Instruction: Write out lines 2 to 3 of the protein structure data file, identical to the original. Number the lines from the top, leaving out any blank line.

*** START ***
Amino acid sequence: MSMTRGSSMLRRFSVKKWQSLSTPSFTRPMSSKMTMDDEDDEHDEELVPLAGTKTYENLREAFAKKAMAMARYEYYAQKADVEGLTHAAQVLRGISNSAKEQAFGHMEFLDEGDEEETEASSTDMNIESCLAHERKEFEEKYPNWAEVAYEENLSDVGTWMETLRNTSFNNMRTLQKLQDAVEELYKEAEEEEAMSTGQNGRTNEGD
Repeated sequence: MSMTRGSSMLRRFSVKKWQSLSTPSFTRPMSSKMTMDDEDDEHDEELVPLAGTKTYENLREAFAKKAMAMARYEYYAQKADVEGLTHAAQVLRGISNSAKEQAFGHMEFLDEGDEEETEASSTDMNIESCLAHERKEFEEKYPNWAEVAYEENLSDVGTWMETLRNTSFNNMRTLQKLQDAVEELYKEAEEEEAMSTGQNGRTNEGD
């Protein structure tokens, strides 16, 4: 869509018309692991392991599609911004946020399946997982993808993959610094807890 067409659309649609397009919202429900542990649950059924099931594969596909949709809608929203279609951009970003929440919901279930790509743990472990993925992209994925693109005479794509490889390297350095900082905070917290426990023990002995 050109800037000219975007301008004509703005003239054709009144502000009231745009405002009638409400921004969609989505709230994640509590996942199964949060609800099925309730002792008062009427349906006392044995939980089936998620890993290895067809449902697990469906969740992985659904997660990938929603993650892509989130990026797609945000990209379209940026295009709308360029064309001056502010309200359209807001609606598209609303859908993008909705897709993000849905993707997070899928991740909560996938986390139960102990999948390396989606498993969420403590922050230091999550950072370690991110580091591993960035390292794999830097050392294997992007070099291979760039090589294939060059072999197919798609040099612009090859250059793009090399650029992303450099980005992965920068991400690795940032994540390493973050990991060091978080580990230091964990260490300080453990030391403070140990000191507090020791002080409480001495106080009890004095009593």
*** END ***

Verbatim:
Repeated sequence: MSMTRGSSMLRRFSVKKWQSLSTPSFTRPMSSKMTMDDEDDEHDEELVPLAGTKTYENLREAFAKKAMAMARYEYYAQKADVEGLTHAAQVLRGISNSAKEQAFGHMEFLDEGDEEETEASSTDMNIESCLAHERKEFEEKYPNWAEVAYEENLSDVGTWMETLRNTSFNNMRTLQKLQDAVEELYKEAEEEEAMSTGQNGRTNEGD
């Protein structure tokens, strides 16, 4: 869509018309692991392991599609911004946020399946997982993808993959610094807890 067409659309649609397009919202429900542990649950059924099931594969596909949709809608929203279609951009970003929440919901279930790509743990472990993925992209994925693109005479794509490889390297350095900082905070917290426990023990002995 050109800037000219975007301008004509703005003239054709009144502000009231745009405002009638409400921004969609989505709230994640509590996942199964949060609800099925309730002792008062009427349906006392044995939980089936998620890993290895067809449902697990469906969740992985659904997660990938929603993650892509989130990026797609945000990209379209940026295009709308360029064309001056502010309200359209807001609606598209609303859908993008909705897709993000849905993707997070899928991740909560996938986390139960102990999948390396989606498993969420403590922050230091999550950072370690991110580091591993960035390292794999830097050392294997992007070099291979760039090589294939060059072999197919798609040099612009090859250059793009090399650029992303450099980005992965920068991400690795940032994540390493973050990991060091978080580990230091964990260490300080453990030391403070140990000191507090020791002080409480001495106080009890004095009593």